Global Leadership Blog
image-of-AI-robot

Diversity is Key to Eradicate Implicit Bias in AI Solutions

The age of digitalization is upon us. We find stories of the impact technological advances are having–and will have on our lives, our work, and our futures–everywhere. And truly, diversity is key to eradicate implicit bias in AI solutions and technology in general.

The term implicit bias refers to the process by which our brains notice patterns and make generalizations based on observations and experiences. We often refer to this process as stereotyping and our brains do this, unconsciously, all the time. For each of us, our unconscious, or implicit, biases play a role in how we understand the larger world around us.

But, are we considering the role implicit biases will play in the development of this technology?

“This tendency for stereotype-confirming thoughts to pass spontaneously through our minds is what psychologists call implicit bias. It sets people up to overgeneralize, sometimes leading to discrimination even when people feel they are being fair,” write Keith Payne, Laura Niemi, and John M. Doris, for Scientific American.

“We all bring unconscious biases into the workplace,” writes Laura Berger. “These deeply subconscious attitudes span race, gender, appearance, age, wealth and much more. They influence everything from the car you drive to the employee you promote and the one you don’t. And because they are so reflexively triggered without our knowledge, they are virtually unconcealable.”

So as we contemplate our futures, I find myself wondering about this. Who is monitoring the unconscious biases held by those developing the technological solutions to tomorrow’s societal problems?

If we are not already discussing this, we need to start. Today.

AI in L&D: Benefits and concerns

An example of our increasing reliance on technology in L&D is the use of Artificial Intelligence (AI). My colleague, Annika von Redwitz, and I are keenly aware of the stated benefits of using AI in learning and development. As we see it, the impact of AI on L&D has the potential to disrupt the delivery of corporate learning in the future.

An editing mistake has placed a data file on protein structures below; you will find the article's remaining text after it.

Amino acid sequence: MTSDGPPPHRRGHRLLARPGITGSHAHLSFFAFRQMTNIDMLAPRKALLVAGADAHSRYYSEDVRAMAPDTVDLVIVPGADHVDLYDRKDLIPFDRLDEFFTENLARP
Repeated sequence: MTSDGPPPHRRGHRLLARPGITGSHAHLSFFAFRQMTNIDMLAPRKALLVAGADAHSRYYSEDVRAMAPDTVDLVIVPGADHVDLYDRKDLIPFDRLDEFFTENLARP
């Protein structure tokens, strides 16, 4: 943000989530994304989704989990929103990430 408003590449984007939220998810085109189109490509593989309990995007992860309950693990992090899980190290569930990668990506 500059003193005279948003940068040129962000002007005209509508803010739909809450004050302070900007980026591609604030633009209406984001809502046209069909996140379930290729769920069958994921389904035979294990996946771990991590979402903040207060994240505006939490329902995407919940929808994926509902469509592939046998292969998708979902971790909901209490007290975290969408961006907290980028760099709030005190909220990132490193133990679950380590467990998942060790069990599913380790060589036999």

However, while we envision much good to come out of this, we both share concerns about the implicit biases programmers may be imparting to the technology they develop for L&D.

Why? Learning and development are critical to any company’s success today. And, to be successful L&D must prepare leaders, train managers, inspire employees, develop great communicators, promote diversity, and ensure teams are high-performing. According to PwC, by the 2030’s, 38 percent of all U.S. jobs could be replaced by AI and automation.

“Many people say AI will get ‘smarter’ over time as it is used,” writes Annika in a recent article we co-authored for “Training Industry.” “Of course, this is true, but we need to make sure the recognition software doesn’t inhibit creativity or reinforce thinking patterns that may need to change – not unlike what can happen when internal trainers do all the training in organizations for their peers.”

Unconscious bias is our tendency to make mental shortcuts,” said Natalie Johnson, a partner at Paradigm, a firm that helps companies with diversity and inclusion. “While these shortcuts are helpful–they enable us to make decisions quickly–they can be prone to error. They can especially be prone to error when making decisions about people.”

Research published by Infosys in 2017 shows AI is perceived as a long-term strategic priority for innovation, with 76 percent of the respondents citing AI as fundamental to the success of their organization’s strategy, and 64 percent believing that their organization’s future growth is dependent on large-scale AI adoption.

“Tech companies have made big advances in terms of building artificially intelligent software that gets smarter over time and potentially makes life and work easier,” writes Michelle Cheng, for Inc. “But these examples reveal an uncomfortable reality about A.I.: even the most intelligent bots can be biased.”

Ideally, thanks to digitalization, we will all have more time to focus on people and human interaction. But, we need to remember, that human beings are developing technology like AI, each with implicit biases that impact the solutions they design.

Not only is is essential that diverse teams (of humans) work well together to develop those algorithms–it is imperative that we continue discussing how to manage the potential for problems caused by stereotypes and unconscious biases.

A version of this post was first published on Inc.

Photo credit: 123rf.com

 

Melissa Lamson

About The Author

Melissa Lamson, Founder and President of Lamson Consulting, is an author, consultant, and speaker who accelerates the business expansion goals of today’s most successful companies by developing global mindset, refining leadership skills, and bridging cross cultural communication. More About Melissa Lamson

PRIVACY POLICY